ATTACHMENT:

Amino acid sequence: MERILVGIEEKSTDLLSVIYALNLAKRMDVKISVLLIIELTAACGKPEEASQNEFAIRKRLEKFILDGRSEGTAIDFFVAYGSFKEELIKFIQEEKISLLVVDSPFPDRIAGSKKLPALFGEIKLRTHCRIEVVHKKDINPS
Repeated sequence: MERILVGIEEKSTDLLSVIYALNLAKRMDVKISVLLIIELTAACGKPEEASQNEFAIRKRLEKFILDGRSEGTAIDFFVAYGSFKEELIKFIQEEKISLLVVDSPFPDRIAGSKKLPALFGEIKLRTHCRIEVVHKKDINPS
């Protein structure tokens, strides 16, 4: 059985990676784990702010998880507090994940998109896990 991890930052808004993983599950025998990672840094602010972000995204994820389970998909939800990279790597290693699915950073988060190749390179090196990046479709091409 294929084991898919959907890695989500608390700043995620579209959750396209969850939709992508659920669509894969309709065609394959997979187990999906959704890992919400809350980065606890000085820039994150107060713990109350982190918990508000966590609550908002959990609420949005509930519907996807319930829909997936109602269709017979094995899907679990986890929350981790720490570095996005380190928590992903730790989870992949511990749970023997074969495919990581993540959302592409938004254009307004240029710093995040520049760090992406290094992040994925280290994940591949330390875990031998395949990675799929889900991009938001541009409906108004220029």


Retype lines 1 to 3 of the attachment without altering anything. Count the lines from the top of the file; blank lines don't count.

Amino acid sequence: MERILVGIEEKSTDLLSVIYALNLAKRMDVKISVLLIIELTAACGKPEEASQNEFAIRKRLEKFILDGRSEGTAIDFFVAYGSFKEELIKFIQEEKISLLVVDSPFPDRIAGSKKLPALFGEIKLRTHCRIEVVHKKDINPS
Repeated sequence: MERILVGIEEKSTDLLSVIYALNLAKRMDVKISVLLIIELTAACGKPEEASQNEFAIRKRLEKFILDGRSEGTAIDFFVAYGSFKEELIKFIQEEKISLLVVDSPFPDRIAGSKKLPALFGEIKLRTHCRIEVVHKKDINPS
């Protein structure tokens, strides 16, 4: 059985990676784990702010998880507090994940998109896990 991890930052808004993983599950025998990672840094602010972000995204994820389970998909939800990279790597290693699915950073988060190749390179090196990046479709091409 294929084991898919959907890695989500608390700043995620579209959750396209969850939709992508659920669509894969309709065609394959997979187990999906959704890992919400809350980065606890000085820039994150107060713990109350982190918990508000966590609550908002959990609420949005509930519907996807319930829909997936109602269709017979094995899907679990986890929350981790720490570095996005380190928590992903730790989870992949511990749970023997074969495919990581993540959302592409938004254009307004240029710093995040520049760090992406290094992040994925280290994940591949330390875990031998395949990675799929889900991009938001541009409906108004220029």